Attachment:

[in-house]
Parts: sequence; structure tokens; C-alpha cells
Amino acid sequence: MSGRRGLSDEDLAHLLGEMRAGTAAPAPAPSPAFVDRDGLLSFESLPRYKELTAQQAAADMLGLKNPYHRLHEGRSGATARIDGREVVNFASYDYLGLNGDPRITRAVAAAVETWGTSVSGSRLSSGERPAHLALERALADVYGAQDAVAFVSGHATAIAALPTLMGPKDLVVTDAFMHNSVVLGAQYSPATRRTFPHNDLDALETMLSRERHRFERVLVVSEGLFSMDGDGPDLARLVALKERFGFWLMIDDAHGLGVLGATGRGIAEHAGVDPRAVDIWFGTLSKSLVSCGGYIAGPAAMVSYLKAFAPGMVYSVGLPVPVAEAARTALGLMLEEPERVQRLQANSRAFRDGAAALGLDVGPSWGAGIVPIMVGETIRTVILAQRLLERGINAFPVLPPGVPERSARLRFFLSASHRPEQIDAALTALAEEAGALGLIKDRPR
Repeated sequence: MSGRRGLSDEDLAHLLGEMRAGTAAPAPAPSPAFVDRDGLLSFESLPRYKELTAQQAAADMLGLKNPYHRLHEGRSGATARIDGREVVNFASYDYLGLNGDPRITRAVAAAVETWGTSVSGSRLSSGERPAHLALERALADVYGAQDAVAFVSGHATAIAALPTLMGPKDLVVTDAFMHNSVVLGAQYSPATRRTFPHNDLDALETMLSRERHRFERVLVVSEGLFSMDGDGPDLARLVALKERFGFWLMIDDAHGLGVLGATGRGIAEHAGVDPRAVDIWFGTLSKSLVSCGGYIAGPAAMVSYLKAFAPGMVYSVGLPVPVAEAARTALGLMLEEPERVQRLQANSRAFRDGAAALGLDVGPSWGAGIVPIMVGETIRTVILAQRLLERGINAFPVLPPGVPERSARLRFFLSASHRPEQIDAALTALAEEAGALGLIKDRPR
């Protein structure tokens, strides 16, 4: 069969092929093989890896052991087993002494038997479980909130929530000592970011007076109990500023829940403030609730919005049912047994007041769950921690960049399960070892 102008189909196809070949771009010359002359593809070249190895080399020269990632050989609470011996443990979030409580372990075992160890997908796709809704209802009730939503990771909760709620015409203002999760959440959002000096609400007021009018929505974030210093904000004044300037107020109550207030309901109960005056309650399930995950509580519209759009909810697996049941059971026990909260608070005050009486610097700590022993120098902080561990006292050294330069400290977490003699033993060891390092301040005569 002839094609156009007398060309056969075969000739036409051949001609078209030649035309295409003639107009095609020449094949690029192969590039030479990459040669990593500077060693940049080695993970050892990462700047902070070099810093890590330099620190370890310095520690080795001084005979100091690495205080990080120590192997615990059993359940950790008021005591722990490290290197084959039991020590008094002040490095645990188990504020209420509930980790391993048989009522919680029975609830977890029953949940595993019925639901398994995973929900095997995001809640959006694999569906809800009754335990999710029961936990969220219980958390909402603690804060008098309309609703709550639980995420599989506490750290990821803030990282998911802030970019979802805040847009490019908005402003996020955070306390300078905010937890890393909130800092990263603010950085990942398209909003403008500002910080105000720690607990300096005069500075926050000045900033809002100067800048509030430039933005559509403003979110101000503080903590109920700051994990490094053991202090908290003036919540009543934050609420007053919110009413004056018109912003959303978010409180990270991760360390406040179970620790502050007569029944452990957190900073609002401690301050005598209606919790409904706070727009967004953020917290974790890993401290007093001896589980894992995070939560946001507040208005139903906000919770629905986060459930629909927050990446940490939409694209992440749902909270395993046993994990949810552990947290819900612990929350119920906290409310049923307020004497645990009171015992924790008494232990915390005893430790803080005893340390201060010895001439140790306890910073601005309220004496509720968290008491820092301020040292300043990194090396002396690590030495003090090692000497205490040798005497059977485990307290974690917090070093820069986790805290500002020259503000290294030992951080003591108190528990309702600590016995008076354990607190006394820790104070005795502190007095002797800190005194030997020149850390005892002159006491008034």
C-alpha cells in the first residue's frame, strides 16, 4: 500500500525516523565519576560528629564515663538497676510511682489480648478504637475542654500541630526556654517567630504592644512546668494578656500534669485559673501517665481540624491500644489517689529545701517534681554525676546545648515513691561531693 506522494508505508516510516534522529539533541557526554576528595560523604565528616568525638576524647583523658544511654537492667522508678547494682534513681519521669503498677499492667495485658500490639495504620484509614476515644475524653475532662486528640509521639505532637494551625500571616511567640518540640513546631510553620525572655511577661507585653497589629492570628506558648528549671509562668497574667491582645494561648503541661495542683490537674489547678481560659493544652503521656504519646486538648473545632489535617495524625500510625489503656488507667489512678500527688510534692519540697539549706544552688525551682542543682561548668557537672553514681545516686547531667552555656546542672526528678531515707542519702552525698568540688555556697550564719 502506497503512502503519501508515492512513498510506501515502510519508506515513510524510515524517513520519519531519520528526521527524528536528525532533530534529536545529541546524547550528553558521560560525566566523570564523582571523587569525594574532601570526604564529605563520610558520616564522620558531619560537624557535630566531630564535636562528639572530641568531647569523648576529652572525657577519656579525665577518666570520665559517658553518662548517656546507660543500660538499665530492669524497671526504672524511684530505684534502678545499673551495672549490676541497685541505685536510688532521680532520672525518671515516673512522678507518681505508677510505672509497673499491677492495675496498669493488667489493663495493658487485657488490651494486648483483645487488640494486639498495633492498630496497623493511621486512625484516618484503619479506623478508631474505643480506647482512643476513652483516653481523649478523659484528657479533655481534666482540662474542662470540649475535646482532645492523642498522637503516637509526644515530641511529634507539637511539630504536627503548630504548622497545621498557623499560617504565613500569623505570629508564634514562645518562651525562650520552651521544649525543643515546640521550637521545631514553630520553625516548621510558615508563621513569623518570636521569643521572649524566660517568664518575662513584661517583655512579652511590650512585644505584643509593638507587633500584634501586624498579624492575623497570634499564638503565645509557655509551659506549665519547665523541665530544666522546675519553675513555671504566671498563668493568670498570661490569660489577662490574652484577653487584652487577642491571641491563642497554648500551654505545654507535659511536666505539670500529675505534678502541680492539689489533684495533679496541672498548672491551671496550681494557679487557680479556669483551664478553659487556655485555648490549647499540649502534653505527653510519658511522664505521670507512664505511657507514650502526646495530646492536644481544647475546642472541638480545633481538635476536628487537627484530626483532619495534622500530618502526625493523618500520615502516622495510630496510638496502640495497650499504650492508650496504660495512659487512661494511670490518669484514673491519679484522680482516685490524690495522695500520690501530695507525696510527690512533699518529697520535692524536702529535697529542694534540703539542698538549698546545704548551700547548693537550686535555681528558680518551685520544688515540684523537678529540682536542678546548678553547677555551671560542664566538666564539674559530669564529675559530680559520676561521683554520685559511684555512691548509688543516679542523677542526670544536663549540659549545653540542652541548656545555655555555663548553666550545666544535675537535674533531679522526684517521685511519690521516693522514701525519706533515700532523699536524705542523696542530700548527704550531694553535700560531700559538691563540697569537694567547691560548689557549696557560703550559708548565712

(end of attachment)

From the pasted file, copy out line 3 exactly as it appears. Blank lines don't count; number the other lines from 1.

Amino acid sequence: MSGRRGLSDEDLAHLLGEMRAGTAAPAPAPSPAFVDRDGLLSFESLPRYKELTAQQAAADMLGLKNPYHRLHEGRSGATARIDGREVVNFASYDYLGLNGDPRITRAVAAAVETWGTSVSGSRLSSGERPAHLALERALADVYGAQDAVAFVSGHATAIAALPTLMGPKDLVVTDAFMHNSVVLGAQYSPATRRTFPHNDLDALETMLSRERHRFERVLVVSEGLFSMDGDGPDLARLVALKERFGFWLMIDDAHGLGVLGATGRGIAEHAGVDPRAVDIWFGTLSKSLVSCGGYIAGPAAMVSYLKAFAPGMVYSVGLPVPVAEAARTALGLMLEEPERVQRLQANSRAFRDGAAALGLDVGPSWGAGIVPIMVGETIRTVILAQRLLERGINAFPVLPPGVPERSARLRFFLSASHRPEQIDAALTALAEEAGALGLIKDRPR